A boom in plastic resin exports to foreign markets is bringing new life to a North Charleston manufacturing center that had fallen into disrepair after it closed during the Great Recession.
Massachusetts-based Mid-States Packaging Inc. said Tuesday it will open a warehouse and distribution center at 4500 Goer Drive to focus on shipping plastic resin pellets that can be used to make hundreds of products — from sporks and milk jugs to toys and medical devices.
Mid-States plans to invest $5.2 million into a building that once housed Goer Manufacturing and later Leggett & Platt Inc., two companies that made display cases for retail stores. It eventually plans to hire 30 people to work in a warehouse expected to grow from its current 70,000 square feet to 150,000 square feet.
"There’s an influx of new polyethylene capacity in Texas, over seven billion pounds, and we don't think Texas can handle the exports for all of that, so we've set up this operation," said Charles Giroux, the company's president. "I’ve got a lot of appointments in Texas next week to tell them the shingle is out and we’re ready to go."
Mid-States will use an existing Norfolk-Southern rail line that runs along the Goer Drive property to bring the plastic from the Lone Star State. Once in North Charleston, the pellets will be packaged and put onto containers that will be shipped from the Port of Charleston. Giroux said he plans to export between 7,000 and 10,000 cargo containers full of plastic each year to dozens of countries.
Mid-States is one of several companies in the Charleston region that are taking advantage of the surge in plastic resin production in Gulf Coast states. Driving that production is a bounty of cheap natural gas, the key raw ingredient in resin.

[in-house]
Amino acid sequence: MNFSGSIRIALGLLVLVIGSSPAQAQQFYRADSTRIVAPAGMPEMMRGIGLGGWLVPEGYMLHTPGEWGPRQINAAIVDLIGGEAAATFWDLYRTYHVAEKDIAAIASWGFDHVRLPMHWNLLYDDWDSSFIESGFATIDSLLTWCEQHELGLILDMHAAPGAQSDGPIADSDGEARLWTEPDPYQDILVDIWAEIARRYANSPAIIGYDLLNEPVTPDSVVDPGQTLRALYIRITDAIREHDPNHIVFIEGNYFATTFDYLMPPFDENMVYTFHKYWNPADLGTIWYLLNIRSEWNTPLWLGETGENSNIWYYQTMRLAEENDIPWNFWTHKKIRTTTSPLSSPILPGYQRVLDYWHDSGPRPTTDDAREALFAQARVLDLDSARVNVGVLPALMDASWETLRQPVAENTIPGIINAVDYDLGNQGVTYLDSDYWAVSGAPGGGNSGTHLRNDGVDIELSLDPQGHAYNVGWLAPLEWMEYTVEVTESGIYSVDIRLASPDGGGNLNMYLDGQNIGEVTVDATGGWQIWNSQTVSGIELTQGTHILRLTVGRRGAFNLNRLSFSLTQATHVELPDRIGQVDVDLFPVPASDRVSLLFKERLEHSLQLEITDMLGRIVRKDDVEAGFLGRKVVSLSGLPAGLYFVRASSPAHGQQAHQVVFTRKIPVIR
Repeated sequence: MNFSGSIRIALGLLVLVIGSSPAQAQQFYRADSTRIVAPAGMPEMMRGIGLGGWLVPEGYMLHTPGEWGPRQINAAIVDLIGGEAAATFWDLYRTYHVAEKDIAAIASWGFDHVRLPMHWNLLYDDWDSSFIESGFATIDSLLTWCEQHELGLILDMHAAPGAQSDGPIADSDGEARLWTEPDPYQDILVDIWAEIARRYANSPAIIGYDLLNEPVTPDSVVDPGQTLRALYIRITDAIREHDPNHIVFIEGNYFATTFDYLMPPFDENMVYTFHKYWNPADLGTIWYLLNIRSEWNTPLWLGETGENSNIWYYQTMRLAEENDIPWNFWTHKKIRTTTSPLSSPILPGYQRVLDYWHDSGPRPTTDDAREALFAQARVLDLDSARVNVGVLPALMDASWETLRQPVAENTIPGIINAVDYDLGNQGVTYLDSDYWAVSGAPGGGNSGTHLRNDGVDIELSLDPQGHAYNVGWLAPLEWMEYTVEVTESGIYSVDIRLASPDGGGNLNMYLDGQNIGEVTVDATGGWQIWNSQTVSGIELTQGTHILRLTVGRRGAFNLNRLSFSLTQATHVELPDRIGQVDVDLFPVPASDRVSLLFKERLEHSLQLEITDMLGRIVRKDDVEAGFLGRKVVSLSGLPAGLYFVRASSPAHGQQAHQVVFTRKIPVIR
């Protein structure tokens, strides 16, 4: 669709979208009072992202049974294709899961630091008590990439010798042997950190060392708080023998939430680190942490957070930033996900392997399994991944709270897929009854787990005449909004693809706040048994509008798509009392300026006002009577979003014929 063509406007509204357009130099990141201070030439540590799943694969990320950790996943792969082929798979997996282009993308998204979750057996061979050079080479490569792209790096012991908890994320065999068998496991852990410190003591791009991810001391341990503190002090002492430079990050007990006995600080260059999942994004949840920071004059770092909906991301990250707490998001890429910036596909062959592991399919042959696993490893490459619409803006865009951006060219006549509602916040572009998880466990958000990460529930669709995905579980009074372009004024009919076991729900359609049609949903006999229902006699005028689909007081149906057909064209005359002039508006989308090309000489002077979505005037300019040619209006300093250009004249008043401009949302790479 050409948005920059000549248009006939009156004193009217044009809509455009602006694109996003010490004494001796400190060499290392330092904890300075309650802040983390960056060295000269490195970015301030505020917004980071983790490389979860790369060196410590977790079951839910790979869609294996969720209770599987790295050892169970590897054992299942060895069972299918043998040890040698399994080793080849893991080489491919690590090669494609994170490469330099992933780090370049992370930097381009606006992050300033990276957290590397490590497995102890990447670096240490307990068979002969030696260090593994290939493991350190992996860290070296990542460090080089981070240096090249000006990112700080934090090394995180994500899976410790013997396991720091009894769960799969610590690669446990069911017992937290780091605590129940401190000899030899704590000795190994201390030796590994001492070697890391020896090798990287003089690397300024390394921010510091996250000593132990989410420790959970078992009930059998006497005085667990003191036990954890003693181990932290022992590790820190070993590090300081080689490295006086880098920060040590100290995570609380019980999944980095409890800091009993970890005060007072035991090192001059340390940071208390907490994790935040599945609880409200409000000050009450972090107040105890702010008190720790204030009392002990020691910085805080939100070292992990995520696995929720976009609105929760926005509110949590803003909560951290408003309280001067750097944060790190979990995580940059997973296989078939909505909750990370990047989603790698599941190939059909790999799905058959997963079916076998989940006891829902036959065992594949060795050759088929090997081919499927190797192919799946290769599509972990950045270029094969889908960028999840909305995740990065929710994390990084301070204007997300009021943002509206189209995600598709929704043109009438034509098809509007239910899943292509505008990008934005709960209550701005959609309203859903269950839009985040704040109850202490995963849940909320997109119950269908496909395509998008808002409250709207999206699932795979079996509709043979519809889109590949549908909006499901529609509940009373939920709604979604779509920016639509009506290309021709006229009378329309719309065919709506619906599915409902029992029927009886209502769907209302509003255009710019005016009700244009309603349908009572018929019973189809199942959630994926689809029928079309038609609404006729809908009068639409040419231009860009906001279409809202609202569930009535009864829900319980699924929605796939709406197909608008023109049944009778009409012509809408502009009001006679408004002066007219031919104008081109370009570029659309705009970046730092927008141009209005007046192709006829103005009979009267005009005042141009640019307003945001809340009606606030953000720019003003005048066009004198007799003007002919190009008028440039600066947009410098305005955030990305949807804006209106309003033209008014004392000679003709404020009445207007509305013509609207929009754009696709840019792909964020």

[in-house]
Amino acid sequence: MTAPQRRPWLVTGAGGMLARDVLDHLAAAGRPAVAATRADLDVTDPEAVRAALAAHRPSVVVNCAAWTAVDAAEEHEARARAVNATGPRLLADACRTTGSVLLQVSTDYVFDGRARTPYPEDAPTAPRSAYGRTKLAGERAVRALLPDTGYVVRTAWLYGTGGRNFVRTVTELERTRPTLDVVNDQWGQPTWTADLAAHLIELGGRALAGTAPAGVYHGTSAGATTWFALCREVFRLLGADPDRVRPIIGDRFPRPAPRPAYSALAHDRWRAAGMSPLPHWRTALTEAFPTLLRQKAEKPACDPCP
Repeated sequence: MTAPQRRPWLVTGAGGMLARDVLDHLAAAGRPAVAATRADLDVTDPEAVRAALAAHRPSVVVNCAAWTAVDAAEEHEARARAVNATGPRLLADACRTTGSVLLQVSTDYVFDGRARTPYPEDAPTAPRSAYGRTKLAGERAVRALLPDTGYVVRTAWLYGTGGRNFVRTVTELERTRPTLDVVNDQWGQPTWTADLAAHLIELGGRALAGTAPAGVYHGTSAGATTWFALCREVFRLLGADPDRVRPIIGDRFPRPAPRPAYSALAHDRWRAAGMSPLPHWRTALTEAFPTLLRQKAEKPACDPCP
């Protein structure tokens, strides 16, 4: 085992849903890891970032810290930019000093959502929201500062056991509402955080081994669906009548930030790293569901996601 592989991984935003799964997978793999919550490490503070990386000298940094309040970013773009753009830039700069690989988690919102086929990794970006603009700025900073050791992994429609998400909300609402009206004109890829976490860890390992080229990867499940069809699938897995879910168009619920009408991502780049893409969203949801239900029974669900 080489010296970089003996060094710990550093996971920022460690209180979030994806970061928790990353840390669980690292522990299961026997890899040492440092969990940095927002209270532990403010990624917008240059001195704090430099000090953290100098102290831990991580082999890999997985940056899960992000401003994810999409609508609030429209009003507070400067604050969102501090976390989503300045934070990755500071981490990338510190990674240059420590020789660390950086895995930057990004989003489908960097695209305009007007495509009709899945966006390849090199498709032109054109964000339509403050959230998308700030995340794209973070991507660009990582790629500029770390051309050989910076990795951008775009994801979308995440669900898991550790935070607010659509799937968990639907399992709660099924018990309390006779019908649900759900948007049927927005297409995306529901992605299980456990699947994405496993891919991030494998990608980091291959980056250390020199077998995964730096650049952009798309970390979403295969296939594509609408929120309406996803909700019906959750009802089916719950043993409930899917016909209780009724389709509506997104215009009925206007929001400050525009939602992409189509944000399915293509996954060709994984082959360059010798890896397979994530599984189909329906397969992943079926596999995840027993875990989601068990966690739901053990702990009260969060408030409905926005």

The chemical divisions of Exxon Mobil, Chevron, Dow and other companies have responded to the shale production boom by building new resin manufacturing plants. Chevron, for example, is bringing two polyethylene units online this year that will produce 2.2 billion pounds of resins annually.
With resin exports projected to increase by 60 percent in coming years, Charleston's port is looking to steal market share from rivals along the Gulf Coast. Chevron is one of the companies that will send excess plastic resin to Charleston for export.
Charleston "is seeing the benefits of the petrochemical build along the Texas Gulf Coast, as large volumes of polyethylene to be produced will need an outlet for export," said Erin Dhand, spokeswoman for the State Ports Authority. "Gulf ports simply won't be able to keep up withe the demand for empty containers and the vessel space needed to serve resin exports."
In addition to the new jobs and investment, North Charleston Mayor Keith Summey said he is happy to see the old Goer Manufacturing building put back to use. The property sat empty for years after Leggett & Platt moved out in early 2009. Steve Dykes, Charleston County's economic development director, said roof leaks and other problems made the building difficult to market.
Goer Drive Investors, an affiliate of Boston-based GFI Partners, bought the property in December for $8.5 million. In addition to Mid-States, the building houses candle manufacturer Rewined Candles and is being used as a production set for the upcoming "Mr. Mercedes" television series based on a Stephen King novel.
William Deshler, GFI's chief operating partner, said the company plans to create more visibility of the building from the adjacent Interstate 26 and will perform "extensive site work to make the building more conducive to manufacturers and tenants."
Giroux said machinery for the distribution center should be in place by July with most of the hiring to take place this fall. The law firm Womble Carlyle negotiated incentives for the project, including job development tax credits through the state's Coordinating Council for Economic Development.
Mid-States was established in 2001 by Giroux and Tracy Giroux-Harpin. Their family that has been in the transportation industry for more than four generations. The company has existing locations in Maine, Massachusetts, New Jersey, Pennsylvania, North Carolina and Texas.